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Corruption is a threat to democracy and economic development in many societies. It arises in the ways people pursue, use and exchange wealth and power, and in the strength or weakness of the state, political and social institutions that sustain and restrain those processes. Differences in these factors, Michael Johnston argues, give rise to four major syndromes of corruption: Influence Markets, Elite Cartels, Oligarchs and Clans, and Official Moguls. Johnston uses statistical measures to identify societies in each group, and case studies to show that the expected syndromes do arise.Read more
- Sophisticated approach to a key topic across the social sciences
- Analyses the corruption problems of 'advanced' societies as well as poorer and less democratic countries
- Emphasises the political aspects of corruption along with the economic ones that have previously dominated the debate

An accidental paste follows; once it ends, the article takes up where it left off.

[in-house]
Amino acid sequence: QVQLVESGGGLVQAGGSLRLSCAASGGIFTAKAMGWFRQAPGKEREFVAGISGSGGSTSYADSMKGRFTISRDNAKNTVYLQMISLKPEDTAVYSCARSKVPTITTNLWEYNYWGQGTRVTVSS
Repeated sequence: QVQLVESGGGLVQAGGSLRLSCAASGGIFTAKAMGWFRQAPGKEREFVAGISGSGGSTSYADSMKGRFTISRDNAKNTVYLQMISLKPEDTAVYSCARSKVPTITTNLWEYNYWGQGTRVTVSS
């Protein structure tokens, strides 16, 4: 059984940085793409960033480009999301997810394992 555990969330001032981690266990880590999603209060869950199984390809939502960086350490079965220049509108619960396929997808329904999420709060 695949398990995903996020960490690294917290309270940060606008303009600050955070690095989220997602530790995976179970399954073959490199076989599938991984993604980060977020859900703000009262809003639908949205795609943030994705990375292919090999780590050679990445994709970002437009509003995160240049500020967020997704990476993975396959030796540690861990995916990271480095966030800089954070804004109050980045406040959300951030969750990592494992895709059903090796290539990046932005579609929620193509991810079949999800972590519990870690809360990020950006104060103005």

Reviews & endorsements
"This text is a brilliant step forward in the comparative study and response to political corruption. […] The author breaks new ground by combining cross-sectional methodologies with descriptive case studies… Highly recommended."
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"A broadened and nuanced view of corruption, showing it as even more complex than we imagine."
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- Date Published: January 2006
- format: Paperback
- isbn: 9780521618595
- length: 282 pages
- dimensions: 226 x 150 x 18 mm
- weight: 0.39kg
- availability: Available
Table of Contents
1. Wealth, power and corruption
2. The international setting: power, consensus and policy
3. Participation, institutions and syndromes of corruption
4. Influence markets: influence for rent, decisions for sale
5. Elite cartels: How to buy friends and govern people
6. Oligarchs and clans: we are family - and you're not
7. Official moguls: reach out and squeeze someone
8. From analysis to reform
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